Most years, we generally don't worry about the flu (unless we're paid to worry about it, or we belong to an especially susceptible population). Yet some years, like this one, threats of a pandemic flu virus make it on everyone's radar screen. So exactly what is it that makes a flu virus reach pandemic proportions?

A group of researchers at the US Centers for Disease Control, Mt. Sinai and Harvard recently used engineered versions of the disastrous 1918 flu virus (don't try this at home!) to learn just what makes a flu virus go global.

The researchers focused specifically on transmissibility. Flu virus transmission generally takes place in two forms: direct contact (e.g., nasal discharge goes from a toddler's nose-picking hand, onto her food, and then into her sister's mouth - yes, my kids got the flu last week, in case you were wondering); and aerosol transmission via sneezes and coughs.

Some versions of the flu virus don't transmit well in humans, either by direct contact or by airborne transmission. For example, avian flu viruses generally don't transmit well between humans (which is why the recent H5N1 avian flu virus didn't spread too far). On the other hand, pandemic viruses, like the 1918 Spanish flu virus, transmit extremely well - directly and by aerosol.

In order to understand what made a pandemic virus like the 1918 flu so transmissible, the CDC researchers did a little genetic engineering. They swapped in pieces from the 1918 flu in an attempt to turn a non-transmissible avian flu virus into a highly transmissible version.

The obvious question here is, how do you study the transmission of a dangerous, genetically engineered flu virus without the risk of starting a new pandemic? Step one is a secure, highly self-contained facility to keep the virus in place. Step two is to get some ferrets.

As it turns out, flu virus transmission in ferrets is remarkably similar to transmission in humans. Thus the CDC researchers infected ferrets with various genetically engineered flu strains, and measured transmission.

With ferrets, you measure transmission in two ways. One is to test for direct transmission by infecting a ferret with a dose of flu, and placing it in a cage with non-infected ferrets. To test for airborne transmission, you place individual ferrets in their own open-air cages. In this case, the ferrets have no direct contact with each other, but they can spread the flu by 'respiratory droplets', to use the technical term for aerosolized nasal mucus.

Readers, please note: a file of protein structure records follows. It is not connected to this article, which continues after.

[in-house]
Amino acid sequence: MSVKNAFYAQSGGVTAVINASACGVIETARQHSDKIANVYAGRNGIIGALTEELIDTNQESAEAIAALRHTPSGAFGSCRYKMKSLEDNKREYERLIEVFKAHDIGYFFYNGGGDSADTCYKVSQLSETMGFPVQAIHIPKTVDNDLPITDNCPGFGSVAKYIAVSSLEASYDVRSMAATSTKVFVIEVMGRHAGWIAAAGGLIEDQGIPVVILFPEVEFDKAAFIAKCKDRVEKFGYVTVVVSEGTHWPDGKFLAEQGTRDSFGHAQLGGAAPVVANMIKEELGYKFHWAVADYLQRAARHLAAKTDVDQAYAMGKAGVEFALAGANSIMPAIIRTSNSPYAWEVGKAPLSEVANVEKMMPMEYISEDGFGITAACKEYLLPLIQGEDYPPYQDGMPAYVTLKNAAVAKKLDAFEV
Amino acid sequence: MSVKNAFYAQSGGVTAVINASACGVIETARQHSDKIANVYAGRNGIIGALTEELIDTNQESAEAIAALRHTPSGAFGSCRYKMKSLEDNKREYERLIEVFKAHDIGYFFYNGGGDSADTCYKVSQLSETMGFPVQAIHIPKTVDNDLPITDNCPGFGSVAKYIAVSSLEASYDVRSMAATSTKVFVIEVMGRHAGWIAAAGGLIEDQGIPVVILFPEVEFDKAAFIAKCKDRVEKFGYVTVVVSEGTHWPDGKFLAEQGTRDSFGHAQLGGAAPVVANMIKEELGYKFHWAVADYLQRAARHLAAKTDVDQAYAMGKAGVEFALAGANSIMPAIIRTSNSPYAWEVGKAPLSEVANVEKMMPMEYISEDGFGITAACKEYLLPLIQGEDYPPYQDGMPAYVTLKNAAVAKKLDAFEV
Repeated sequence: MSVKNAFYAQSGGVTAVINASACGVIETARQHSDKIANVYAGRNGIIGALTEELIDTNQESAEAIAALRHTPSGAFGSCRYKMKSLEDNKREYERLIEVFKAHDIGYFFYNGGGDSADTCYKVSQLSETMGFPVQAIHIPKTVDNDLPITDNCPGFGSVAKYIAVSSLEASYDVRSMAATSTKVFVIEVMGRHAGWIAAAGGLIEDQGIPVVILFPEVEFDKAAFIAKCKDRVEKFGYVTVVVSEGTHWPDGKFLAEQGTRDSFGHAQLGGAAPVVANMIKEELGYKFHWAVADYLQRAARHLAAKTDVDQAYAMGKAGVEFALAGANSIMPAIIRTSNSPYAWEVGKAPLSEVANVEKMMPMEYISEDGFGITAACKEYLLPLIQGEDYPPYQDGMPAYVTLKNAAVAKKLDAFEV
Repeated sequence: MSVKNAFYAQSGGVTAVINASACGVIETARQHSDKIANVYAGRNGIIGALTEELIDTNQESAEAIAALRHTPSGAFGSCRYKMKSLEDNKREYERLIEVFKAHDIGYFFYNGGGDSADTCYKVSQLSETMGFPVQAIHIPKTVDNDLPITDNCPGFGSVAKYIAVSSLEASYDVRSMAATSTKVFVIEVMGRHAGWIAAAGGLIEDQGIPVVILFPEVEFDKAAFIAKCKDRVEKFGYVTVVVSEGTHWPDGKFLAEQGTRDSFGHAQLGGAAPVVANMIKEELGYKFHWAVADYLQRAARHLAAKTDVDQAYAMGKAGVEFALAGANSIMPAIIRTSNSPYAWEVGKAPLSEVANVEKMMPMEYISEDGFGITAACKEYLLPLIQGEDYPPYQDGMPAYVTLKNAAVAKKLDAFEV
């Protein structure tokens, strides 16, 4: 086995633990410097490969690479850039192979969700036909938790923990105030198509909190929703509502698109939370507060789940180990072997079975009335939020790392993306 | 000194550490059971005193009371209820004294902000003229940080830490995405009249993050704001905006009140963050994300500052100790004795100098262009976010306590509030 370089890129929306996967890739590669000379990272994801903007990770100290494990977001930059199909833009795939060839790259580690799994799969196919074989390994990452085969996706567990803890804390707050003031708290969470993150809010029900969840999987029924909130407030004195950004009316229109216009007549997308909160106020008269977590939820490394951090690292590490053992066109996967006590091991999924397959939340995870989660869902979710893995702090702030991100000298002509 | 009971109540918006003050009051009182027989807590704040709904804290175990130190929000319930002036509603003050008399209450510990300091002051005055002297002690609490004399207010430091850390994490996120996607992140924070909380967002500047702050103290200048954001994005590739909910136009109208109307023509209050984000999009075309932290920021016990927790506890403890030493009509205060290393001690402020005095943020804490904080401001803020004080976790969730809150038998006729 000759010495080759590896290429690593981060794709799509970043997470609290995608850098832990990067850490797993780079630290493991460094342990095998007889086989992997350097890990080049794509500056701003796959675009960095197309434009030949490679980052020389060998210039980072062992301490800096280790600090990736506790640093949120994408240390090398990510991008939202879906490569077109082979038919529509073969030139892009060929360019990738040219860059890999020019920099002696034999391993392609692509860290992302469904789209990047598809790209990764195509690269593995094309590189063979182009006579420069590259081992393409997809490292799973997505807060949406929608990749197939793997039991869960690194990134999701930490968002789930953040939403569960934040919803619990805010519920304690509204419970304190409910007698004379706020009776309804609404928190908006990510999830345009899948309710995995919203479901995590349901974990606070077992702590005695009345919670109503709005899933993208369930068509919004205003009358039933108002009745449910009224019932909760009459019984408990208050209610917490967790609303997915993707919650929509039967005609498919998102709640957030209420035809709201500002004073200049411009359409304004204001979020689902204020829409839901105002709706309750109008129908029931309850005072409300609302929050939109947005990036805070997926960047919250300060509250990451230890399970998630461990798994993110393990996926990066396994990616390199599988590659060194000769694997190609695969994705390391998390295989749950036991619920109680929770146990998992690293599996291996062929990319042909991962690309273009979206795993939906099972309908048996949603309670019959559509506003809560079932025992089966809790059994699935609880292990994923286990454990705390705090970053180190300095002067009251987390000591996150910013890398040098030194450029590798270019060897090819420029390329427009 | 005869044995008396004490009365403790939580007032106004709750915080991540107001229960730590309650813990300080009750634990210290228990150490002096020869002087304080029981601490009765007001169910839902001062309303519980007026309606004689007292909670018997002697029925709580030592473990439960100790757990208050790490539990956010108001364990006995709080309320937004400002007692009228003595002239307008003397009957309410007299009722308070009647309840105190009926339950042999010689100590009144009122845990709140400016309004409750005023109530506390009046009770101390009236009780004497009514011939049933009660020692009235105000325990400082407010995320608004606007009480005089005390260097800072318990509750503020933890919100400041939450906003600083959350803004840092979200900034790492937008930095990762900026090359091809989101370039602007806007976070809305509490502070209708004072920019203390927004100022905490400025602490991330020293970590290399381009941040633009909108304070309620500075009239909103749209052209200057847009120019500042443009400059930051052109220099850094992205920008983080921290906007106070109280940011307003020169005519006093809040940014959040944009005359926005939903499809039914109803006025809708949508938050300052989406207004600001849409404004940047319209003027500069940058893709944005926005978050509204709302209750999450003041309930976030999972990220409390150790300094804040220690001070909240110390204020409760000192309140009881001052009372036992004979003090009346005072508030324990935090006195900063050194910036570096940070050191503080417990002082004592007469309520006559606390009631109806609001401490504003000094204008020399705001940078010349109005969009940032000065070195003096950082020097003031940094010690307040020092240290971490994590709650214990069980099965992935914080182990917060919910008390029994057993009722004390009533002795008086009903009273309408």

Flu viruses have a gene that's obviously involved in transmission, called HA. (The H part of the HxNy virus nomenclature is named for the HA gene.) Viruses are basically floating packages of genetic material wrapped up in a protein capsule. To replicate, they need to get inside of a cell, where they hijack their hosts' replication machinery. The HA protein resides on the virus capsule, and it's basically the viral targeting system. HA grabs onto cell surface proteins that are heavily modified with carbohydrates called sialic acid. Different cell types express different sialic acid-linked cell surface proteins. Avian flu virus HAs specialize in recognizing cell surface proteins found inside of the intestinal tracts of various species of poultry. Human flu virus HA proteins tend to recognize sialic acid groups found in the human upper respiratory tract. This is one reason why bird flu isn't so transmissible between humans - the virus, expecting a duck's intestine, finds instead a human nasal passage. Bird flu HA proteins aren't so great at latching on to and entering human respiratory tract cells.